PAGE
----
[UPDATE] THE LAND HAS A STORY

updated: 
Wednesday, July 22, 2015 - 10:01am
Pennsylvania College English Association

CALL for PROPOSALS

The Land Has a Story

Pennsylvania College English Association (PCEA) 2015 Conference
October 1-3, 2015
Hilton Scranton and Conference Center
100 Adams Avenue, Scranton, PA 18501

Keynote by Sarah Piccini, Assistant Director
Lackawanna Historical Society

Papers and Panels: Sports and Violence Conference

updated: 
Wednesday, July 22, 2015 - 9:46am
Ashland Center for Nonviolence

Interdisciplinary Conference on Sports and Violence, March 19, 2016, Proposals due by October 31, 2015

Americans love sports. An estimated 35 to 50 million American youth play organized sports, the Super Bowl regularly attracts over 160 million viewers, and sports figures are among America's most recognized celebrities.

(Post?) Modernist Hitchcock --NEMLA Convention March 17-20, 2016

updated: 
Tuesday, July 21, 2015 - 12:40pm
Andrew Schopp/ Northeast Modern Language Association 2016 Conference

In terms of simple chronology, Alfred Hitchock's films span the Modernist era up through the beginning of the postmodern era. While Hitchcock's works have understandably been examined in terms of their connections to/reflections of Modernist culture and/or aesthetics (e.g., Spellbound's use of surrealism, his films' fascination with Modernist technological progress, the influence of Freud, etc.), his later films, especially, would seem to lend themselves to an analysis informed by postmodern theoretical approaches to film and to culture.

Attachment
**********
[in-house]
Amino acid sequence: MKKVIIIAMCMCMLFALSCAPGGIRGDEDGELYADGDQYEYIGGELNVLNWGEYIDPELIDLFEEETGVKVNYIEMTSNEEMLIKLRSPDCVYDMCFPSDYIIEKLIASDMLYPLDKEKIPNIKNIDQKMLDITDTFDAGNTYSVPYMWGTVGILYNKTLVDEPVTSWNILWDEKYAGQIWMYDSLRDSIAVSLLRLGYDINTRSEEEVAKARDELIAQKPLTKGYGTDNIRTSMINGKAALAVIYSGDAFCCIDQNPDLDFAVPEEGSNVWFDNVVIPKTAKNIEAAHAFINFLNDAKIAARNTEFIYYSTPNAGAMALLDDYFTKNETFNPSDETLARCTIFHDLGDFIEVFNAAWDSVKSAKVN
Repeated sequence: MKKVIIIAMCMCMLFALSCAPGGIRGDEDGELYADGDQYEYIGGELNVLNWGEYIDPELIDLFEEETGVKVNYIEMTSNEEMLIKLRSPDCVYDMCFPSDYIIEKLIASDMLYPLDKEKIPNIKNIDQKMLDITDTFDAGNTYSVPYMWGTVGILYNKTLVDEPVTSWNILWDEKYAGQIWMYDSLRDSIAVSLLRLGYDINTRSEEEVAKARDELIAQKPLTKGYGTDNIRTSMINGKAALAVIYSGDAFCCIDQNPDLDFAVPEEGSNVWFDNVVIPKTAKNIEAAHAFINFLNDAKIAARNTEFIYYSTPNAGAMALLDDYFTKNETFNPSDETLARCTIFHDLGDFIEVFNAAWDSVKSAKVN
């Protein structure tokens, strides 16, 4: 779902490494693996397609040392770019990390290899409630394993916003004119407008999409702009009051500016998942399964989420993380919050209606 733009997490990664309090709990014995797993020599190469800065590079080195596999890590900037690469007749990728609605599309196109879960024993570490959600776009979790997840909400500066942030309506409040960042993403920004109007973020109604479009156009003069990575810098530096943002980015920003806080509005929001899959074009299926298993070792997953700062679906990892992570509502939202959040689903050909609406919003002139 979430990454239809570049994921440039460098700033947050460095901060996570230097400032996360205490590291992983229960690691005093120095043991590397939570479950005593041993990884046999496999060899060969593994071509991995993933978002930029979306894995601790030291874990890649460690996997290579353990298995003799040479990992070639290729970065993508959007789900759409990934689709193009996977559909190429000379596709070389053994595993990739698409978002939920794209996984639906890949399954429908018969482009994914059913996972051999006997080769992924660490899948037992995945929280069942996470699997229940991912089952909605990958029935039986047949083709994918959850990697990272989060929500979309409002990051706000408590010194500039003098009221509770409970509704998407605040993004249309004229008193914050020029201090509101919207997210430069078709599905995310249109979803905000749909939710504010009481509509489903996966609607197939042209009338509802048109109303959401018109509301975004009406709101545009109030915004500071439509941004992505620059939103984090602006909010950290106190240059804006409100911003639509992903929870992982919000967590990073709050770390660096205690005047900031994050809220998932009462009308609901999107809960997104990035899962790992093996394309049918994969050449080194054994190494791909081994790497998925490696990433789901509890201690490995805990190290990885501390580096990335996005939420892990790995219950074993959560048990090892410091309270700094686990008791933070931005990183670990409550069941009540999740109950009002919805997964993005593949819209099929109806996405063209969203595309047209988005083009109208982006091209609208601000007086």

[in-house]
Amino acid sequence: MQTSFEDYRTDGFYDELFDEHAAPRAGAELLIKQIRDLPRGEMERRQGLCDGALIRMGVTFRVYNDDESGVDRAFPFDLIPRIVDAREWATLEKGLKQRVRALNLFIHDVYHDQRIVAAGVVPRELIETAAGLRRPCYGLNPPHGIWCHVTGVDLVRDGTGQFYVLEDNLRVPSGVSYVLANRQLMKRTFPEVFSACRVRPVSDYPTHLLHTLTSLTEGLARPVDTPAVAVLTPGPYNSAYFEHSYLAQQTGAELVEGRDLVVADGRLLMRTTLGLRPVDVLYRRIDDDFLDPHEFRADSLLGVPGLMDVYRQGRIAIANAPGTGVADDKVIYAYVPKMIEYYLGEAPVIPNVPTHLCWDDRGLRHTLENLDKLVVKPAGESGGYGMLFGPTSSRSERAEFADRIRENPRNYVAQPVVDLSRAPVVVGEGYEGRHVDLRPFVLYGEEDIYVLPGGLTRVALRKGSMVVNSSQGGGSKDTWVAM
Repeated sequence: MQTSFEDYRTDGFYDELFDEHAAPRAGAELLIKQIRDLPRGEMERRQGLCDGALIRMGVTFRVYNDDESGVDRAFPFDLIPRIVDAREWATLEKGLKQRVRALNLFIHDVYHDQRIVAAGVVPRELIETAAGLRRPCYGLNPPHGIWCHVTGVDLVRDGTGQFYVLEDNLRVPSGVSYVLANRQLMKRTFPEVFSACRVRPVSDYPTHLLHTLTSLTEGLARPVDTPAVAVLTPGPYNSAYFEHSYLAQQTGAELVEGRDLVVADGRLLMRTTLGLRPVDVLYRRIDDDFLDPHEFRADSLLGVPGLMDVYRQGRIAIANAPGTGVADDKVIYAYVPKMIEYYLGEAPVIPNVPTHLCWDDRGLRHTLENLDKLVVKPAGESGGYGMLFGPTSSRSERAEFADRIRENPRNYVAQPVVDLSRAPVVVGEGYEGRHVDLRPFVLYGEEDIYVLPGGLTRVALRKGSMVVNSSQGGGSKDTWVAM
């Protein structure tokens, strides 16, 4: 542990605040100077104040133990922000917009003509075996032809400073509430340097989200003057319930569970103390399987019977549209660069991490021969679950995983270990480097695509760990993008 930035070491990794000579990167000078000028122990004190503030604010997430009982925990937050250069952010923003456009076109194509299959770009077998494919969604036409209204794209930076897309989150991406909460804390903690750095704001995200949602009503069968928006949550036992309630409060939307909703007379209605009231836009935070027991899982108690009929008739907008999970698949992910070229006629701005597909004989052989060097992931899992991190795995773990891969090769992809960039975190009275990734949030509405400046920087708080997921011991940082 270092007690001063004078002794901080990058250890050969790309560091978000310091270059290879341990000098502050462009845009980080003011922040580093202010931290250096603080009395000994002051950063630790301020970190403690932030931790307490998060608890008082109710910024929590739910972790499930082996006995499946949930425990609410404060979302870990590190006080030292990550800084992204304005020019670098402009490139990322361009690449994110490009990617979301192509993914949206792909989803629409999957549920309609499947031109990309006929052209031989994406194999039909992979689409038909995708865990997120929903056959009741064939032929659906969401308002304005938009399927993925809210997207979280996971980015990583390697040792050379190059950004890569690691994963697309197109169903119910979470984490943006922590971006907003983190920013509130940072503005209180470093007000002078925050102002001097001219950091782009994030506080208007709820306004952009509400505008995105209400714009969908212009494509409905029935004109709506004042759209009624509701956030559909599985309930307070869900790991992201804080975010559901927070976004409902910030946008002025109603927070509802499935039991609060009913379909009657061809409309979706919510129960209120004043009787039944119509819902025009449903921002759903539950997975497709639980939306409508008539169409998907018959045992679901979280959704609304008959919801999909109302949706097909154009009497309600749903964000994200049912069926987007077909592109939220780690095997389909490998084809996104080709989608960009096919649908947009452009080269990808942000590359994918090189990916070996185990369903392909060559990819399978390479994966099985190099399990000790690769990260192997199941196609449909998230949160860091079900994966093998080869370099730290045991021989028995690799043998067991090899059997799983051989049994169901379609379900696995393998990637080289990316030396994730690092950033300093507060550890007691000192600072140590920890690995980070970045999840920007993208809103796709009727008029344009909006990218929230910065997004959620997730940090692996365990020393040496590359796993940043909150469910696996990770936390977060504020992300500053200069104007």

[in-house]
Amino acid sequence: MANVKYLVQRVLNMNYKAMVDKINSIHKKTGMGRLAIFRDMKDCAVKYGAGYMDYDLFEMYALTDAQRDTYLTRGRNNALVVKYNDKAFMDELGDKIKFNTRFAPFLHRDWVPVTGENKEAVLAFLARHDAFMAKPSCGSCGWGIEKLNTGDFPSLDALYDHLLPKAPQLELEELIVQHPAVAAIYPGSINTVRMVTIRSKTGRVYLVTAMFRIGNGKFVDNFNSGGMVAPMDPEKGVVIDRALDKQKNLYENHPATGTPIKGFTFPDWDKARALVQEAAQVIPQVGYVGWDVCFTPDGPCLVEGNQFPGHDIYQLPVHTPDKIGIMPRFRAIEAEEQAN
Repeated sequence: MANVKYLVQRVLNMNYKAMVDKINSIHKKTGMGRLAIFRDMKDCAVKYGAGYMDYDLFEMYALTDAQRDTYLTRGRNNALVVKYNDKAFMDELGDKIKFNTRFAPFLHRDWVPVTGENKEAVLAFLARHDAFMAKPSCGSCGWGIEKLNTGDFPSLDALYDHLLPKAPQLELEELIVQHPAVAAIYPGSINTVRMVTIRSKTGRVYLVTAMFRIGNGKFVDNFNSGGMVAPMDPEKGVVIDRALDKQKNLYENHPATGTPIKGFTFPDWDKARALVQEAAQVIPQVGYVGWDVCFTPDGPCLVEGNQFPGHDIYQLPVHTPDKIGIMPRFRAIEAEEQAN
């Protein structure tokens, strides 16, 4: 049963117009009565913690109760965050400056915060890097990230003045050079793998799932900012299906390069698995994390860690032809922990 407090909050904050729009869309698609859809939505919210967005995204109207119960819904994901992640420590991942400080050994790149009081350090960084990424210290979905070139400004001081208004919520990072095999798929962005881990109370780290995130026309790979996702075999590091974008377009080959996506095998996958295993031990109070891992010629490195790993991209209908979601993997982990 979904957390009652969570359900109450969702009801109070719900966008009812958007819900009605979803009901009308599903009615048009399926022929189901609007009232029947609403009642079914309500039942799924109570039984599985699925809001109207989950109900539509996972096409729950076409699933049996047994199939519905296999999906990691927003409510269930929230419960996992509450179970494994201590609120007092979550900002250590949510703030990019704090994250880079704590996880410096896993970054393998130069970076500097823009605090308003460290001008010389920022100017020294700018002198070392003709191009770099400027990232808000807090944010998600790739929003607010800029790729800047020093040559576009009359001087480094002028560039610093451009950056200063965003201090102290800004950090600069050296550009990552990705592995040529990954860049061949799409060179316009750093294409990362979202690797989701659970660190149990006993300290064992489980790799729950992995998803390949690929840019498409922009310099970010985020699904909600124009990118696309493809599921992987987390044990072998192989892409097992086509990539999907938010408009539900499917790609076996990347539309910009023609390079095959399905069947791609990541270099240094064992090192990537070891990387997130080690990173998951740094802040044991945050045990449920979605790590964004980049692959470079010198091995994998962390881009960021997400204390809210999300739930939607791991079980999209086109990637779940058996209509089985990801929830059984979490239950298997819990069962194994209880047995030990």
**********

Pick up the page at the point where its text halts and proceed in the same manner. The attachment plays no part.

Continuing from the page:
Postmodern Gods and Monsters: Gender, Sexuality, Power--NEMLA Convention March 17-20, 2016

updated: 
Tuesday, July 21, 2015 - 12:36pm
Andrew Schopp/ Northeast Modern Language Association 2016 Conference

The postmodern god figure has been a staple of postmodern art at the very least since John Barth published Lost in the Funhouse, in which the god figure, both author and father, was simultaneously characterized as asleep, malevolent, kind, and/or insane. As this figure has penetrated popular culture, s/he has become more and more linked to investigations of gender and sexuality. These "god" figures strive to control the lives of others (e.g. Amy Dunne in Gone Girl, Tyler Durden in Fight Club, Kaiser Soze in The Usual Suspects). These puppet masters often work behind the scenes, exploiting the margins of society for either personal or social gain.

Unsettling Objects: Collecting in Nineteenth-Century America

updated: 
Tuesday, July 21, 2015 - 10:16am
Reed Gochberg / C19: The Society of Nineteenth-Century Americanists

This proposed panel for the 2016 C19 conference seeks paper proposals on the topic of collectors and collections in nineteenth-century American culture. In keeping with the conference's theme of "Unsettling," this panel aims to explore how examining practices of collecting opens up new approaches to considering American literature in relation to institutions, print and material culture, and scientific study. How does literature engage with the efforts of individual collectors or institutions to organize texts, natural specimens, material objects, and other forms of information? How did competing taxonomies unsettle existing modes of categorizing objects?